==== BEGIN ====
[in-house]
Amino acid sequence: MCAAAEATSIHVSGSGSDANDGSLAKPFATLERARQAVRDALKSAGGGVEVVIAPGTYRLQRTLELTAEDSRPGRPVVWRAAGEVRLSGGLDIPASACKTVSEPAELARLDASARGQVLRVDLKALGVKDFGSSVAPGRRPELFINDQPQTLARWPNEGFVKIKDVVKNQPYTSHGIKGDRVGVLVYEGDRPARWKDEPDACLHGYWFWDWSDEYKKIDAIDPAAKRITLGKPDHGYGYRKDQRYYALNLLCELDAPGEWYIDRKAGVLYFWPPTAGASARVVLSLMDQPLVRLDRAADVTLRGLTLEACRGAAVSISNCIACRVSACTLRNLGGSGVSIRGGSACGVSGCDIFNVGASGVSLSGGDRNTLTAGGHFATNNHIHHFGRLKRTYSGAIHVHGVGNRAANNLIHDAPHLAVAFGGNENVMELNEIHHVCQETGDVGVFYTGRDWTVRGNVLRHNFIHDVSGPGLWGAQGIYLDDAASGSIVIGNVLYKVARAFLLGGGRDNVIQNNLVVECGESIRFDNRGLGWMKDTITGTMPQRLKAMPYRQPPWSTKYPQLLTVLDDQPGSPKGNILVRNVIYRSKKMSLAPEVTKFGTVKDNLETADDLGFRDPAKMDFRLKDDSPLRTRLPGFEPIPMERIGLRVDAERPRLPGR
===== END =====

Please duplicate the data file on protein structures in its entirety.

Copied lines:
[in-house]
Amino acid sequence: MCAAAEATSIHVSGSGSDANDGSLAKPFATLERARQAVRDALKSAGGGVEVVIAPGTYRLQRTLELTAEDSRPGRPVVWRAAGEVRLSGGLDIPASACKTVSEPAELARLDASARGQVLRVDLKALGVKDFGSSVAPGRRPELFINDQPQTLARWPNEGFVKIKDVVKNQPYTSHGIKGDRVGVLVYEGDRPARWKDEPDACLHGYWFWDWSDEYKKIDAIDPAAKRITLGKPDHGYGYRKDQRYYALNLLCELDAPGEWYIDRKAGVLYFWPPTAGASARVVLSLMDQPLVRLDRAADVTLRGLTLEACRGAAVSISNCIACRVSACTLRNLGGSGVSIRGGSACGVSGCDIFNVGASGVSLSGGDRNTLTAGGHFATNNHIHHFGRLKRTYSGAIHVHGVGNRAANNLIHDAPHLAVAFGGNENVMELNEIHHVCQETGDVGVFYTGRDWTVRGNVLRHNFIHDVSGPGLWGAQGIYLDDAASGSIVIGNVLYKVARAFLLGGGRDNVIQNNLVVECGESIRFDNRGLGWMKDTITGTMPQRLKAMPYRQPPWSTKYPQLLTVLDDQPGSPKGNILVRNVIYRSKKMSLAPEVTKFGTVKDNLETADDLGFRDPAKMDFRLKDDSPLRTRLPGFEPIPMERIGLRVDAERPRLPGR